Seeking a summer job?

A young woman works at a garden centre
13 May 2016
Learn about young worker’s rights, what you can earn, and how to get a work permit if you’re 13-16.

Finding a summer job is a great opportunity. It is your chance to earn money, learn skills and become more independent. You can work longer hours during the school holidays than you can during term time. Getting work experience now means it's easier to stay in work as you grow older.

Working rules at different ages

If you’re between the ages of 13 and the statutory school leaving age (statutory school leaving date is the last Friday in June in the academic year in which you are 16 years old), you can only work a certain number of hours a day, and you can’t work when you’re supposed to be at school or college.

If you are 13-16 and working on your summer holidays you:

At age 13 and 14 you can:

  • Work for five hours on a Saturday
  • Work for two hours on a Sunday
  • Work for five hours on weekdays
  • Only work for 25 hours per week

At age 15 and 16 you can:

  • Work for eight hours on a Saturday
  • Work for two hours on a Sunday
  • Work for eight hours on weekdays
  • Only work for 35 hours per week

Crucial: Different work rules apply for 13-16 year olds during term time.

If you are 16-17 years old, and above school leaving age but under 18 you:

  • Can work between 6am and 10pm
  • Must have 12 hours of rest between each working day, and 2 days of rest each working week
  • Must have 1 hour of rest when working over 4 hours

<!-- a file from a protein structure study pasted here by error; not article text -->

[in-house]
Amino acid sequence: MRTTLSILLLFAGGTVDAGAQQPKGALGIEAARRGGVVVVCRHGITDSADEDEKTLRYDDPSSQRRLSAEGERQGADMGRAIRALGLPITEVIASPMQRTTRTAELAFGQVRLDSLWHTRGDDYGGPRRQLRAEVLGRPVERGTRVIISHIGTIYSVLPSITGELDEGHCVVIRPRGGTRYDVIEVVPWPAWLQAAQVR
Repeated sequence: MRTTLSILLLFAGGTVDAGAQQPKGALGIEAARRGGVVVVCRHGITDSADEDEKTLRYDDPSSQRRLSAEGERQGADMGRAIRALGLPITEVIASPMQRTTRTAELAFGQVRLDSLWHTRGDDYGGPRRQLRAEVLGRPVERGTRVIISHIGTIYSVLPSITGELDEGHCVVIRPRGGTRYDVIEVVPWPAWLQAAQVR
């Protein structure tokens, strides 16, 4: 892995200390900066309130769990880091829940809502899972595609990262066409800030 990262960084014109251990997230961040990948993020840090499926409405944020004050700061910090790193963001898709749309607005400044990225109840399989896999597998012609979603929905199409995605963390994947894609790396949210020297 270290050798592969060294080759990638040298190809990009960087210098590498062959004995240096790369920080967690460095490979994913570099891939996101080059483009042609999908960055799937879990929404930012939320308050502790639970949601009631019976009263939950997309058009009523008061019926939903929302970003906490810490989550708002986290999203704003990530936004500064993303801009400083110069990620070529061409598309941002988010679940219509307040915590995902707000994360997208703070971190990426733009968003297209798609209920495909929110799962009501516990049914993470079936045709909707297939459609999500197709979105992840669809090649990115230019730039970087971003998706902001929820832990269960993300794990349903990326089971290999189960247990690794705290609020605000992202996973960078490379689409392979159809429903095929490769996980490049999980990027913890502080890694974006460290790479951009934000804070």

• Can only work for 40 hours a week

Instant Expert: For the full laws regarding work from statutory school leaving age to your 18th birthday, visit the Citizen’s Advice Bureau.

If you are over 18:

Adult employment rights apply.

Finding a summer job

Popular ways for younger job-seekers to find jobs includes looking for posters in local shops and cafes, asking friends and relatives, and checking local notice boards.

You can drop into local shops and cafes and ask if they have summer jobs going. Just say that you're looking for a summer job and wondered if they were hiring. Go in when it's not too busy, they'll be happier to talk to you if they're not trying to serve customers.

Read more about finding a job.

What you can earn

The Current minimum wage rates are as follows:

  • £7.83 for 25 and over
  • £7.38 for age 21-24
  • £5.90 for 18 - 20 years old
  • £4.20 for those under 18
  • £3.70 for apprentices

Take Action: In some cases, the minimum wage does not apply.  Find out about rates, exceptions and who to call if you are not getting the minimum wage and think you should.

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